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Byline: Martha McKay
Mar. 5--It used to be a question of brand: Sony? Zenith? Panasonic?
And size: 20-inch? 27? And if you were really flush and wanted to impress your neighbors, a 32-inch color set.
But walk into any electronics store these days and prepare to be overwhelmed.
We're talking flat-screen, wide-screen, flat-panel, rear-projection, high-definition, micro-display, 40-inch LCD, 65-inch plasma and the list goes on.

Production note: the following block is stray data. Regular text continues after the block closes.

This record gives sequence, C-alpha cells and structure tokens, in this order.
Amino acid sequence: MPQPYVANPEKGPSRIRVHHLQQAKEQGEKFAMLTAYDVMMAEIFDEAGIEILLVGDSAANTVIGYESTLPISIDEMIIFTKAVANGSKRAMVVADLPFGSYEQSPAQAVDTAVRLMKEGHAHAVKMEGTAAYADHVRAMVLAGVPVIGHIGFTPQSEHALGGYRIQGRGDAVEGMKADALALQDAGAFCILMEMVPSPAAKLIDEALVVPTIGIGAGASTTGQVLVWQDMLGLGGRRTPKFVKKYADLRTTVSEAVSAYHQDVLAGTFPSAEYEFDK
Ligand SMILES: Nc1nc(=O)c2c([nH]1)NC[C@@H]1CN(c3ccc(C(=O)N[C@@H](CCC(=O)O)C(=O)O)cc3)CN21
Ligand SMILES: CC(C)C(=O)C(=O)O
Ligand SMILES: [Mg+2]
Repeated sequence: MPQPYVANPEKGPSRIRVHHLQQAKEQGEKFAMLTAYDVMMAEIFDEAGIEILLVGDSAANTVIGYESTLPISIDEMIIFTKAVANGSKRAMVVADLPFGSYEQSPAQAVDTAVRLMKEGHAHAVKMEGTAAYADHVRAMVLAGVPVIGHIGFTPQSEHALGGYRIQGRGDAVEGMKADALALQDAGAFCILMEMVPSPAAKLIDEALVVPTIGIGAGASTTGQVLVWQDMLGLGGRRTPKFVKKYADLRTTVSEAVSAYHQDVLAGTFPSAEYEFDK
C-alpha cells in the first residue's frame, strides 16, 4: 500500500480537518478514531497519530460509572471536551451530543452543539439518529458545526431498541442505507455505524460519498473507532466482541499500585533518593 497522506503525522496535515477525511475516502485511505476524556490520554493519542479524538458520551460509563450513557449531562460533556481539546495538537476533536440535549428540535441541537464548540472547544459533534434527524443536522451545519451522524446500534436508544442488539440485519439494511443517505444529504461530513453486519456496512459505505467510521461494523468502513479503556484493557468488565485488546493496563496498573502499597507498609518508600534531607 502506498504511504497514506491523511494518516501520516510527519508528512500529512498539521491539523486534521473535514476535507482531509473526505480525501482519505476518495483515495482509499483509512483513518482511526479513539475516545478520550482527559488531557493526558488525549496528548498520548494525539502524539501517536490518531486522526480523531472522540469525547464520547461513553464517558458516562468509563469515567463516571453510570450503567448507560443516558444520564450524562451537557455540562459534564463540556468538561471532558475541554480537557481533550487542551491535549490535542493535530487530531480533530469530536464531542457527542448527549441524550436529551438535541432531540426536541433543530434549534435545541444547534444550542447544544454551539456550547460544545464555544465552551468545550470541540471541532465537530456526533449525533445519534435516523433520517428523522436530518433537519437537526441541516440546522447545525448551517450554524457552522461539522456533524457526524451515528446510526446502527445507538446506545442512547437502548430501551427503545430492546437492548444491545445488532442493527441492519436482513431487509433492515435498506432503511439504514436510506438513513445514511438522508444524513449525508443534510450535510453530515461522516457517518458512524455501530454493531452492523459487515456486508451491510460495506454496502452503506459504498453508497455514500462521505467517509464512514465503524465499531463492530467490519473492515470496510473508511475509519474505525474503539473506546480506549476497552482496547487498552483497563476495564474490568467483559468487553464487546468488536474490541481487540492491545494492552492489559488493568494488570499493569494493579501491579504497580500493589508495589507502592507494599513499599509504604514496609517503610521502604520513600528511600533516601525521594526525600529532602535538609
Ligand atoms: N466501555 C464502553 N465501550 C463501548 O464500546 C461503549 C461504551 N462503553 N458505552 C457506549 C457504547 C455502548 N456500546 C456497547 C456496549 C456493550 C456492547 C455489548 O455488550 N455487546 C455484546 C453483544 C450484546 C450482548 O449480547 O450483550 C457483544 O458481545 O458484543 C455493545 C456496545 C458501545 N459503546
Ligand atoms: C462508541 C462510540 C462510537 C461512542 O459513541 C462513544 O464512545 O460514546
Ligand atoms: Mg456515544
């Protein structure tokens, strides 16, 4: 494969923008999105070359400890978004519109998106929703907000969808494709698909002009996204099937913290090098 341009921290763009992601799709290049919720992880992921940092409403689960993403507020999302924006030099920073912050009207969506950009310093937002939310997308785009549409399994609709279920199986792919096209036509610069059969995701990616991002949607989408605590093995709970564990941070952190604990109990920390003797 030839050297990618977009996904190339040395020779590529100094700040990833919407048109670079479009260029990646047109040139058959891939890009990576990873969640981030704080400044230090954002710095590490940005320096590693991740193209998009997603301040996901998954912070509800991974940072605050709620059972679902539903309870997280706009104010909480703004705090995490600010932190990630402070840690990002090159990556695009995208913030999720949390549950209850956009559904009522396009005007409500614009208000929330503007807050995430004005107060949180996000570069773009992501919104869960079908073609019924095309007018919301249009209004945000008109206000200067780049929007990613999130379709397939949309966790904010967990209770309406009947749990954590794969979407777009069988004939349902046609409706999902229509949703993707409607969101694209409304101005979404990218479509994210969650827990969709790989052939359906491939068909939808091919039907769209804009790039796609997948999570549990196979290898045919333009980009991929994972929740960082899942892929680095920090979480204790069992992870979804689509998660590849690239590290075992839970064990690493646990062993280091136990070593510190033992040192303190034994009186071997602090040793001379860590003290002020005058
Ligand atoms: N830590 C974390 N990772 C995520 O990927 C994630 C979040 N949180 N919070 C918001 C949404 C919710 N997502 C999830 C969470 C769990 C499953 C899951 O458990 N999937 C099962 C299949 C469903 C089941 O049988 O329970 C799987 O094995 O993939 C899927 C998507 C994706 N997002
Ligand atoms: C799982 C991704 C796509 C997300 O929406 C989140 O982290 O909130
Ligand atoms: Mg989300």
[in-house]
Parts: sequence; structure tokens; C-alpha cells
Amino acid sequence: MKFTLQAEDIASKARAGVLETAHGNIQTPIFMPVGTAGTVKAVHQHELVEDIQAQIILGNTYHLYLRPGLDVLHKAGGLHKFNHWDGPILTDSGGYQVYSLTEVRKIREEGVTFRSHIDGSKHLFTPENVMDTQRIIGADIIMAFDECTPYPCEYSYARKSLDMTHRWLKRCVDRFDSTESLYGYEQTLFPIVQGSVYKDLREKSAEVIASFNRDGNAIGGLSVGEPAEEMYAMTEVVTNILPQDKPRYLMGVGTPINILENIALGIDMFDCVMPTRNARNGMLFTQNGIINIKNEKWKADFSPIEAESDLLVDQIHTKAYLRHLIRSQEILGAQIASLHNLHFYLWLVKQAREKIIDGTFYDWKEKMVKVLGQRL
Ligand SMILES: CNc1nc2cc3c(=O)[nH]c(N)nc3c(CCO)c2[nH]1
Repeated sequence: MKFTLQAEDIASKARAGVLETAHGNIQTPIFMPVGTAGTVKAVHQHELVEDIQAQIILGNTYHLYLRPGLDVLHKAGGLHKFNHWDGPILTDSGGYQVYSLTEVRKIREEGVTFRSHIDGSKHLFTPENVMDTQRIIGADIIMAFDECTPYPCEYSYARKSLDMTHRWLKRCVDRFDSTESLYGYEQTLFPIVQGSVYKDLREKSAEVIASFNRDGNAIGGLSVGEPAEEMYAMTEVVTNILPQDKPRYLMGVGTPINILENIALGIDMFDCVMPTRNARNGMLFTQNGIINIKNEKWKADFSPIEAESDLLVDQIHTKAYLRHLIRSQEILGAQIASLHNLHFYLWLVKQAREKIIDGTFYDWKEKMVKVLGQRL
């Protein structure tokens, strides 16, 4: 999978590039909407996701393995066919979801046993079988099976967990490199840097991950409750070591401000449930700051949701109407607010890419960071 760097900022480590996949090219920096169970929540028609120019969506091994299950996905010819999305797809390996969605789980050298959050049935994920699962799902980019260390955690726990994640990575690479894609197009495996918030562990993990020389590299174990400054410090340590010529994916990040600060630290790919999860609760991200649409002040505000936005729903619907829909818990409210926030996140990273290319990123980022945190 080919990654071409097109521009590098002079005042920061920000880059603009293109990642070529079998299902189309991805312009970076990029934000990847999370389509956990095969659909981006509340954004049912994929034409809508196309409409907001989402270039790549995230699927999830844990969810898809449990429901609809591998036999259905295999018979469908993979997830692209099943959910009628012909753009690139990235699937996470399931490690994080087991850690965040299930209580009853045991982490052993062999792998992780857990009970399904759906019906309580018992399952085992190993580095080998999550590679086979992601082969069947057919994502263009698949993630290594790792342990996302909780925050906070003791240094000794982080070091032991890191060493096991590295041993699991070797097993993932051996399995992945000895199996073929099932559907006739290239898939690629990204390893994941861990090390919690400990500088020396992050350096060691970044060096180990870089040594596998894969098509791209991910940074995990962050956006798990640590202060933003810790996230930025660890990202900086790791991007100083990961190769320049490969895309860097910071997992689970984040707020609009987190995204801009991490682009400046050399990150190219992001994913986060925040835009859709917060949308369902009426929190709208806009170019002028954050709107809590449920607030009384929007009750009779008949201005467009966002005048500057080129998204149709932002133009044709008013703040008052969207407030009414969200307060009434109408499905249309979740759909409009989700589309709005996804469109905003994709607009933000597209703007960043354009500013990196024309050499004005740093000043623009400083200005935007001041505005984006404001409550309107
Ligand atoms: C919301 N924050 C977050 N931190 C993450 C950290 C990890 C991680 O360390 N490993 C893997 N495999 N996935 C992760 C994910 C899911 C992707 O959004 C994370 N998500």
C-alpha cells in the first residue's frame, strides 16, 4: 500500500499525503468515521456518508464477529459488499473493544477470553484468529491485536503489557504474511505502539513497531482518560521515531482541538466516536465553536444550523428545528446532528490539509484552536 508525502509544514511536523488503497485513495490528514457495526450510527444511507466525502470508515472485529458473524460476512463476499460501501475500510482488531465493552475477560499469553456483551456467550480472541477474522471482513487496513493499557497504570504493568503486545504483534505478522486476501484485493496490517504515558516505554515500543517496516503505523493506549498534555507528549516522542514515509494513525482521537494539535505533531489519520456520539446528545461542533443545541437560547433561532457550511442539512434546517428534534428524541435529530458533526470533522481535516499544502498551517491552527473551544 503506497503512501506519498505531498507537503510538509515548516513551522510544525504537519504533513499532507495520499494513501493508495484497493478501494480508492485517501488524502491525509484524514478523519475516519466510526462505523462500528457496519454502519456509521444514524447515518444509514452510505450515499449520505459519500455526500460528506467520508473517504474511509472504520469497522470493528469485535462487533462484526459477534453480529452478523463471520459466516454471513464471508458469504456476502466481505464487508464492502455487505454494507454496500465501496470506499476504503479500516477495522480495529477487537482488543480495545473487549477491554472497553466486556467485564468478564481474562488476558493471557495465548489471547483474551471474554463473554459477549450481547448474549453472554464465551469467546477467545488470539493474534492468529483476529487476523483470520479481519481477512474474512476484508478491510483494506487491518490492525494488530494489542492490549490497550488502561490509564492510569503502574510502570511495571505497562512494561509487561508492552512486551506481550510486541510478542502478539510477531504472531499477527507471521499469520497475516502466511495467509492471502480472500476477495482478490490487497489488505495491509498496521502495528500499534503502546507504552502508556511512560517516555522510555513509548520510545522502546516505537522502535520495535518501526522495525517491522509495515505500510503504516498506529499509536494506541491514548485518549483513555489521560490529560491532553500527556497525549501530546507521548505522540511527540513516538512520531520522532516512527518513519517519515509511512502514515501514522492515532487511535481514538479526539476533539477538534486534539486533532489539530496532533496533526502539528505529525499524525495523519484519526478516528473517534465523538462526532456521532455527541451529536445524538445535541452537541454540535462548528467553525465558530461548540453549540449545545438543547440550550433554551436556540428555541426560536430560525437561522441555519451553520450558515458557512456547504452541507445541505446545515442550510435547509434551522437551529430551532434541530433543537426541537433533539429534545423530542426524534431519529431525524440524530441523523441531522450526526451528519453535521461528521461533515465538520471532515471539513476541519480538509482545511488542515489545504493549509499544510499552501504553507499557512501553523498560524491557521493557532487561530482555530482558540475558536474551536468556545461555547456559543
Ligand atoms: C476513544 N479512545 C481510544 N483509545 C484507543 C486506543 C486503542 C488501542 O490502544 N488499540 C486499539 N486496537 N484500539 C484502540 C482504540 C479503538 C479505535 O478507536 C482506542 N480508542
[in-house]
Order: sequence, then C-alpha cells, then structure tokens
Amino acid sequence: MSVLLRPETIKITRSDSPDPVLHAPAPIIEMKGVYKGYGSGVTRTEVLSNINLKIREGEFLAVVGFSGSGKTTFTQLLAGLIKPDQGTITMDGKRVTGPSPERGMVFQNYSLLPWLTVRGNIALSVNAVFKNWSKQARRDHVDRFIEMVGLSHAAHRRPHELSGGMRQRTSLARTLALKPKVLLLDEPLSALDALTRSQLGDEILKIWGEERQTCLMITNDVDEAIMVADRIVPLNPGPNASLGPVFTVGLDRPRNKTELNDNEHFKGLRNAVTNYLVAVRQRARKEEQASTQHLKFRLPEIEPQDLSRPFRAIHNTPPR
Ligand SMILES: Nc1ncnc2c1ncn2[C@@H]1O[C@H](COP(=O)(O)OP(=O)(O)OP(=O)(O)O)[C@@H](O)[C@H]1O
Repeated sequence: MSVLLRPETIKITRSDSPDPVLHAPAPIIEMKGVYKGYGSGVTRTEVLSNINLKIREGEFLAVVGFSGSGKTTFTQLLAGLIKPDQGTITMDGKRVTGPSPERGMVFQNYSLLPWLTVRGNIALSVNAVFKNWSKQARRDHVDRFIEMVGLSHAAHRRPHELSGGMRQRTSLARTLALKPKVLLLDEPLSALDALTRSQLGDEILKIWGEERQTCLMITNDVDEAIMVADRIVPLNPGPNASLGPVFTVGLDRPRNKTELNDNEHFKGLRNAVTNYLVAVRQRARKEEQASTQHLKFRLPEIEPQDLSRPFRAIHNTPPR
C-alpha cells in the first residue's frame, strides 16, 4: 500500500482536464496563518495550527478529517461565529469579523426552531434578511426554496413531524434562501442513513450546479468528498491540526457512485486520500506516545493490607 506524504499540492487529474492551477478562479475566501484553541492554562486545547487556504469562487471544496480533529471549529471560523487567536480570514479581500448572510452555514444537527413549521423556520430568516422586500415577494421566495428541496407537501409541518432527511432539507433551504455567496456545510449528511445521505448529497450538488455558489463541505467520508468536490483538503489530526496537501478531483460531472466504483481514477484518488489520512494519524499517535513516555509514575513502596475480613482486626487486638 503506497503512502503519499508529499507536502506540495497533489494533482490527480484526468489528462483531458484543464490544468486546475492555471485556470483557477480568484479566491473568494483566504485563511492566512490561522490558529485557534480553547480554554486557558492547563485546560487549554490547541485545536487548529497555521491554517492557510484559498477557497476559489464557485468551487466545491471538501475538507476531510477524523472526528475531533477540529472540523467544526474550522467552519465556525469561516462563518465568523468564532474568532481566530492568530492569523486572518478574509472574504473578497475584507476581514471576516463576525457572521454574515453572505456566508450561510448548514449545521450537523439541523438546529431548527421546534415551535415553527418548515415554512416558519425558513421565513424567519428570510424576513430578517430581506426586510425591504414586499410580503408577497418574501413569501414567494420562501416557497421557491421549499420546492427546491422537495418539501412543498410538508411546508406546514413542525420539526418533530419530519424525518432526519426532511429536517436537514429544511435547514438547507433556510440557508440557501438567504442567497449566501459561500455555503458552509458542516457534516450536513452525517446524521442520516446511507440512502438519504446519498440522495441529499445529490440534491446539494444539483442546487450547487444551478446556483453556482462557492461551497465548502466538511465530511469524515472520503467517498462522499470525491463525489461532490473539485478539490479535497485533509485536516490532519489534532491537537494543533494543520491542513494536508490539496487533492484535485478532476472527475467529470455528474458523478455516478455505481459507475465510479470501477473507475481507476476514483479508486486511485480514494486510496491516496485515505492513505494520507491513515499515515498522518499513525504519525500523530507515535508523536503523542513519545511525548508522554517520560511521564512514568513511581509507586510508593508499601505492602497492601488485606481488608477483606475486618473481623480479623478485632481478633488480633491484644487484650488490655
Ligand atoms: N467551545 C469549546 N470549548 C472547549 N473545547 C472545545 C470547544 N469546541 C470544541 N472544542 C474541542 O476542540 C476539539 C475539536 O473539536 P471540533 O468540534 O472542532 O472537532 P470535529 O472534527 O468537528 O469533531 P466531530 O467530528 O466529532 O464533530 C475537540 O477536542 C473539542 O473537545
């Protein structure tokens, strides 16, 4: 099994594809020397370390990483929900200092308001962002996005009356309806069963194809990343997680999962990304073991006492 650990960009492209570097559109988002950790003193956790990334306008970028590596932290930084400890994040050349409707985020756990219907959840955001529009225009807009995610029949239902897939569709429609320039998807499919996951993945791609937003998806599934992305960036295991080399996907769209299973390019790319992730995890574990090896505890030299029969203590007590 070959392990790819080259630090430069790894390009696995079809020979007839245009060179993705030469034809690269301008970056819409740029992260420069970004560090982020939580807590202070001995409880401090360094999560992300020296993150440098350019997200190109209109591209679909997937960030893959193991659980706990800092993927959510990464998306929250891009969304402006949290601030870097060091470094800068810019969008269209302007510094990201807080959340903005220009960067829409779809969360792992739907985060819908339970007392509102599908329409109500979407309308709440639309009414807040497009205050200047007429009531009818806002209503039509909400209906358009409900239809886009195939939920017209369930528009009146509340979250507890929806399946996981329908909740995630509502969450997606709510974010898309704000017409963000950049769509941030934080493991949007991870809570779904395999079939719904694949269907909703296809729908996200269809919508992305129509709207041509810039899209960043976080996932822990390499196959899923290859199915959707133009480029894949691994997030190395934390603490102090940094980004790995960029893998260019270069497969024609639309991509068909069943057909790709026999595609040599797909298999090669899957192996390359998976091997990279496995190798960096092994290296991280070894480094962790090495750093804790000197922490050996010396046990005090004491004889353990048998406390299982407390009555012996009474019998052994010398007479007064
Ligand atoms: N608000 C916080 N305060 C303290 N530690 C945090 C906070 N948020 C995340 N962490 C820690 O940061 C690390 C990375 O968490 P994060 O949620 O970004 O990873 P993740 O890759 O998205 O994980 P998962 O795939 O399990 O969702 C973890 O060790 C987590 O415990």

The choices are dizzying and soon will become more so.
Earlier this year, Congress set a deadline of Feb. 17, 2009, for broadcasters to turn off over-the-air analog TV signals. Instead of the magnetic waves used for decades, TV stations will switch to an all-digital broadcast.
Most of us with cable or satellite subscriptions aren't likely to be affected by this change, but millions of Americans who get their TV signal over the air using an antenna with an older-model TV will need to buy an analog-to-digital converter box -- or buy a new digital TV -- in order to watch television.
Some details of the switchover have yet to be determined. Congress set aside a $1.5 billion subsidy to help people with older-model TVs purchase the converter boxes (two $40 vouchers will be …